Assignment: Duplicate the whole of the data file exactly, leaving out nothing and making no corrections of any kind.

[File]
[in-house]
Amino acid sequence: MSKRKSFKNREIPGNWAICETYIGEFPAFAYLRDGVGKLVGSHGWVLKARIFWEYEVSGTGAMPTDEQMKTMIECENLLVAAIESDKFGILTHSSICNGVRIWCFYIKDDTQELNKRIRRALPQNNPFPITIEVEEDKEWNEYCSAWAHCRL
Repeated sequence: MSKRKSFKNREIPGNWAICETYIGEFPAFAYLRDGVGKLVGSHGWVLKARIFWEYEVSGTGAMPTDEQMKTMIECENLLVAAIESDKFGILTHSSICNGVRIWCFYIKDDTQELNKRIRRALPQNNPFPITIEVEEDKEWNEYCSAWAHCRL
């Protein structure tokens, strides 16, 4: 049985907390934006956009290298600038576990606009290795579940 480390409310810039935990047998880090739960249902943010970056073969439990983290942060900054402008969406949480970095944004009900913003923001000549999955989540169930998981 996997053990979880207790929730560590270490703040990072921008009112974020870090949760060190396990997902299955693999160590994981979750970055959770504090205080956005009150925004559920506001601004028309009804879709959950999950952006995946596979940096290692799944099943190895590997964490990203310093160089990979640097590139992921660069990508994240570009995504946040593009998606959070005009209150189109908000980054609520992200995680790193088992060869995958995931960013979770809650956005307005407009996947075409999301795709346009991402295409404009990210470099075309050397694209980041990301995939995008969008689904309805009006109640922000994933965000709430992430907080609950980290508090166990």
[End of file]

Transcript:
[in-house]
Amino acid sequence: MSKRKSFKNREIPGNWAICETYIGEFPAFAYLRDGVGKLVGSHGWVLKARIFWEYEVSGTGAMPTDEQMKTMIECENLLVAAIESDKFGILTHSSICNGVRIWCFYIKDDTQELNKRIRRALPQNNPFPITIEVEEDKEWNEYCSAWAHCRL
Repeated sequence: MSKRKSFKNREIPGNWAICETYIGEFPAFAYLRDGVGKLVGSHGWVLKARIFWEYEVSGTGAMPTDEQMKTMIECENLLVAAIESDKFGILTHSSICNGVRIWCFYIKDDTQELNKRIRRALPQNNPFPITIEVEEDKEWNEYCSAWAHCRL
């Protein structure tokens, strides 16, 4: 049985907390934006956009290298600038576990606009290795579940 480390409310810039935990047998880090739960249902943010970056073969439990983290942060900054402008969406949480970095944004009900913003923001000549999955989540169930998981 996997053990979880207790929730560590270490703040990072921008009112974020870090949760060190396990997902299955693999160590994981979750970055959770504090205080956005009150925004559920506001601004028309009804879709959950999950952006995946596979940096290692799944099943190895590997964490990203310093160089990979640097590139992921660069990508994240570009995504946040593009998606959070005009209150189109908000980054609520992200995680790193088992060869995958995931960013979770809650956005307005407009996947075409999301795709346009991402295409404009990210470099075309050397694209980041990301995939995008969008689904309805009006109640922000994933965000709430992430907080609950980290508090166990």